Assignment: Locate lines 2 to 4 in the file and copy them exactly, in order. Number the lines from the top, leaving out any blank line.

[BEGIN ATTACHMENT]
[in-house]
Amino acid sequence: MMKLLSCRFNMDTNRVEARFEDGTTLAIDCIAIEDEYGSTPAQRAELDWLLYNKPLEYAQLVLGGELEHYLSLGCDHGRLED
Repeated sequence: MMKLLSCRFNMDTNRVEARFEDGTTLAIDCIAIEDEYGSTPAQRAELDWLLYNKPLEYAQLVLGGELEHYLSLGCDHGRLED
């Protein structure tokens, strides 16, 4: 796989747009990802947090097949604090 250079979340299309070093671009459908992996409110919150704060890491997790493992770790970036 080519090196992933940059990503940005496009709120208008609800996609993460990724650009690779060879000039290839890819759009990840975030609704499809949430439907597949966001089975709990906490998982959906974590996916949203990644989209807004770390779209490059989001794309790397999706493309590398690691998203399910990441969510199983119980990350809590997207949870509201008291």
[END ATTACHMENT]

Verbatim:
Amino acid sequence: MMKLLSCRFNMDTNRVEARFEDGTTLAIDCIAIEDEYGSTPAQRAELDWLLYNKPLEYAQLVLGGELEHYLSLGCDHGRLED
Repeated sequence: MMKLLSCRFNMDTNRVEARFEDGTTLAIDCIAIEDEYGSTPAQRAELDWLLYNKPLEYAQLVLGGELEHYLSLGCDHGRLED
């Protein structure tokens, strides 16, 4: 796989747009990802947090097949604090 250079979340299309070093671009459908992996409110919150704060890491997790493992770790970036 080519090196992933940059990503940005496009709120208008609800996609993460990724650009690779060879000039290839890819759009990840975030609704499809949430439907597949966001089975709990906490998982959906974590996916949203990644989209807004770390779209490059989001794309790397999706493309590398690691998203399910990441969510199983119980990350809590997207949870509201008291």